Ships fully assembled & comes with a wood display stand
|Dimensions:||37" L x 12" W x 27" H|
|Ships in:||1 business day|
Express shipping available at checkout
|You Save:||$100.00 (17%)|
SOLD FULLY ASSEMBLED
Ready for Immediate Display - Not a Model Ship kit
Board this exquisitely crafted tall ship model of a Caribbean pirate ship and sail into high seas adventure. This model tall ship is a worthy flagship for the commodore of a pirate fleet, and will impress all who look upon her with her fine craftsmanship and unrelenting detail while filling you with the spirit of high seas adventure. Let this masterful Caribbean pirate tall model ship set her sails from a place of distinction in any home, office, or meeting room as you heave to and prepare to be boarded.
- Built from scratch over hundreds of hours by master artisans
- High quality woods include cherry, birch, maple, and rosewood
- Individual wooden planks used in hull construction
- Extensive rigging features over 100 blocks and deadeyes
- Cannon carriages tied-down to deck to reduce recoil
- Other Amazing Details, including:
- Planked deck with nail holes
- Authentic scale lifeboat with oars
- Rudder chains, metal anchors, cannonball racks
- Fine-crafted embellishments carved on stern below twin lanterns
- Additional deck details such as cannon balls, barrels, rope coils, and other nautical items
- 10 masterfully stitched, heavy canvas sails hold shape and do not wrinkle
- Taut rigging with varied thread gauge and color
- Limited production run only 100 of these tall ship models
- Certificate of Authenticity individually numbered and signed by HMS Founder and Master Builder Richard Norris
- Wooden display base features four arched dolphins
- Pictured with marble base (available for purchase)
- Extensive research of original plans, historical drawings, paintings, and actual photographs ensures the highest possible accuracy
Corsair Pirate Ship:
With its square-rigged foremast and fore-and-aft sails on its main mast, the brigantine was fast, easy to maneuver and had twice the cargo space of a sloop. No wonder it became the favorite vessel of pirates of the Caribbean. A typical brigantine carried as many as 100 pirates and mounted enough cannon to intimidate any possible target.
Piracy in the Caribbean came out of the interplay of larger international trends and the use of privateers was especially popular. The cost of maintaining a fleet to defend the colonies was beyond national governments of the 16th and 17th centuries. Private vessels would be commissioned into a 'navy', paid with a substantial share of whatever they could capture from enemy ships and settlements, the rest going to the crown. These ships would operate independently or as a fleet and if successful the rewards could be great —this substantial profit made privateering something of a regular line of business; wealthy businessmen or nobles would be quite willing to finance this legitimized piracy in return for a share. The sale of captured goods was a boost to colonial economies as well.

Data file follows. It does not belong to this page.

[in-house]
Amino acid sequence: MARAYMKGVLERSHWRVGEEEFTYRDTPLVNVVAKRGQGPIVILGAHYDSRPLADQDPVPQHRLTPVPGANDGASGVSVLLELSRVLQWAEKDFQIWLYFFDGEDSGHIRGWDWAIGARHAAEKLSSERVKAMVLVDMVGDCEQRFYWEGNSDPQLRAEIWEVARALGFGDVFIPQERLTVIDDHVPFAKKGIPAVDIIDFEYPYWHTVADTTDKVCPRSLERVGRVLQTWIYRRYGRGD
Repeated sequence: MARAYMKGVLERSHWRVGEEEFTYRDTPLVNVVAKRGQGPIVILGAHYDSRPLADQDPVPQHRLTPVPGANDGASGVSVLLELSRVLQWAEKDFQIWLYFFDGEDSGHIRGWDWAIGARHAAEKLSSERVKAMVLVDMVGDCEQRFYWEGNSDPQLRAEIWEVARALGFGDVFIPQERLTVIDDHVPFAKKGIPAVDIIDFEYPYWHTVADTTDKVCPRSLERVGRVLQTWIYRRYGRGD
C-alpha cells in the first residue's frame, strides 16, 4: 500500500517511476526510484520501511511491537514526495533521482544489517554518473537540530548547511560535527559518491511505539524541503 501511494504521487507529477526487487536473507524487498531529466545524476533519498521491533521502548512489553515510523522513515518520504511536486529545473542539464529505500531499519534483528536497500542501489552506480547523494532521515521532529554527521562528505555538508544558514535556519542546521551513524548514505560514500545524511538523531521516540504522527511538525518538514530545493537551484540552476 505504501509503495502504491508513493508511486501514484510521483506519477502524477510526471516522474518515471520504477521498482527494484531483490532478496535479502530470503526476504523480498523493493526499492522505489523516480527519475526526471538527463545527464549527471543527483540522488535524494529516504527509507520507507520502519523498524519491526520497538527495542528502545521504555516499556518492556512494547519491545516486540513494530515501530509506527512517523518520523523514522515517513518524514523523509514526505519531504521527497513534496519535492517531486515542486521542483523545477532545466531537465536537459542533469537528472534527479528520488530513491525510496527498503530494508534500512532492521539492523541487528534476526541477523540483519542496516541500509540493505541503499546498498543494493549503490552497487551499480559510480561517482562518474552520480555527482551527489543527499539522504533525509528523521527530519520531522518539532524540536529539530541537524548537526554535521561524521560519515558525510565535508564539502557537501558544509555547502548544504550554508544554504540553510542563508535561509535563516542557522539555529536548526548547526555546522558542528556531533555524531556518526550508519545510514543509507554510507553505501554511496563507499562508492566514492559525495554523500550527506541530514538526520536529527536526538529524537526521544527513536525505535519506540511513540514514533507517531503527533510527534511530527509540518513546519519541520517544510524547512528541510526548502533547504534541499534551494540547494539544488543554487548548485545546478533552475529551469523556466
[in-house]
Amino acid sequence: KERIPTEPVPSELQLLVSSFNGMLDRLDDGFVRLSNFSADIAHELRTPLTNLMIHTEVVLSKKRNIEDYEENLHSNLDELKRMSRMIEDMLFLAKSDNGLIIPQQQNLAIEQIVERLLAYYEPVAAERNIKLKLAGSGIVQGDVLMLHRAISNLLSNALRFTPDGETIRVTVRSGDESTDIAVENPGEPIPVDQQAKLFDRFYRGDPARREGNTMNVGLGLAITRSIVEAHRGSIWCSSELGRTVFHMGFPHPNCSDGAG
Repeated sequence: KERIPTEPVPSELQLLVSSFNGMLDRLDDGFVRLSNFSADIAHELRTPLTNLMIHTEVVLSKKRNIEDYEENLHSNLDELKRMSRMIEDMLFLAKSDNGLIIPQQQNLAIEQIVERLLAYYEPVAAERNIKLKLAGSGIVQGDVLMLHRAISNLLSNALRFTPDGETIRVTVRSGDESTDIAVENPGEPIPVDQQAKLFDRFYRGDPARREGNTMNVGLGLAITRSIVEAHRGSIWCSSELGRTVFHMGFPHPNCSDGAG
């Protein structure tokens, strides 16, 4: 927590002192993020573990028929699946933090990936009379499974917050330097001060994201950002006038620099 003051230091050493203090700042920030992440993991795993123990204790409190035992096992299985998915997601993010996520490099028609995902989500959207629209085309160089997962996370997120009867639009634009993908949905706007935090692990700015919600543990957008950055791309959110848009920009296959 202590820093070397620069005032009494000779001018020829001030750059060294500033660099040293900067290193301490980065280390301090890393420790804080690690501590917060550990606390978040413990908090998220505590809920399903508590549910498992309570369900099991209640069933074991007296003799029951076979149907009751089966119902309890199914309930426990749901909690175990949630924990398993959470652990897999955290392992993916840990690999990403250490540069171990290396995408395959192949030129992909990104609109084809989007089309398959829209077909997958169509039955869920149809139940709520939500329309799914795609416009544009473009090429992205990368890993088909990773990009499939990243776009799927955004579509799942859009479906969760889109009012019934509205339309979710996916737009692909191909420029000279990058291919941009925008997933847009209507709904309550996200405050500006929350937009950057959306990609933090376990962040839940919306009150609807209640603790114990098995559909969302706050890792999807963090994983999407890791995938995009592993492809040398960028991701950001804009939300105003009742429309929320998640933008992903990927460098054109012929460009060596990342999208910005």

Specific to the Caribbean were pirates termed buccaneers which arrived in the 1630s. The original buccaneers were escapees from the colonies; forced to survive with little support, they had to be skilled at boat construction, sailing, and hunting. These skills transferred well into being a pirate. They operated with the partial support of the non-Spanish colonies and until the 1700s their activities were legal, or partially legal and there were irregular amnesties from all nations.
Traditionally buccaneers had a number of peculiarities. Their crews operated as a democracy: the captain was elected by the crew and they could vote to replace him. The captain had to be a leader and a fighter—in combat he was expected to be fighting with his men, not directing operations from a distance.
Spoils were evenly divided into shares; when the officers had a greater number of shares, it was because they took greater risks or had special skills. Often the crews would sail without wages—"on account"—and the spoils would be built up over a course of months before being divided. There was a strong esprit de corps among pirates. This allowed them to win sea battles: they typically outmanned trade vessels by a large ratio. There was also for some time a social insurance system, guaranteeing money or gold for battle wounds at a worked-out scale.
In combat they were considered ferocious and were reputed to be experts with flintlock weapons, but these were so unreliable that they were not in widespread military use before the 1670s.
The end of the classic age of Piracy:
The decline of piracy in the Caribbean paralleled the decline of mercenaries and the rise of national armies in Europe. Following the end of the Thirty Years' War national power expanded. Armies were codified and brought under Royal control and privateering was largely ended; the navies were expanded and their mission was stretched to cover combating piracy. The elimination of piracy from European waters expanded to the Caribbean in the 1700s, West Africa and North America by the 1710s and by the 1720s even the Indian Ocean was a difficult location for pirates.
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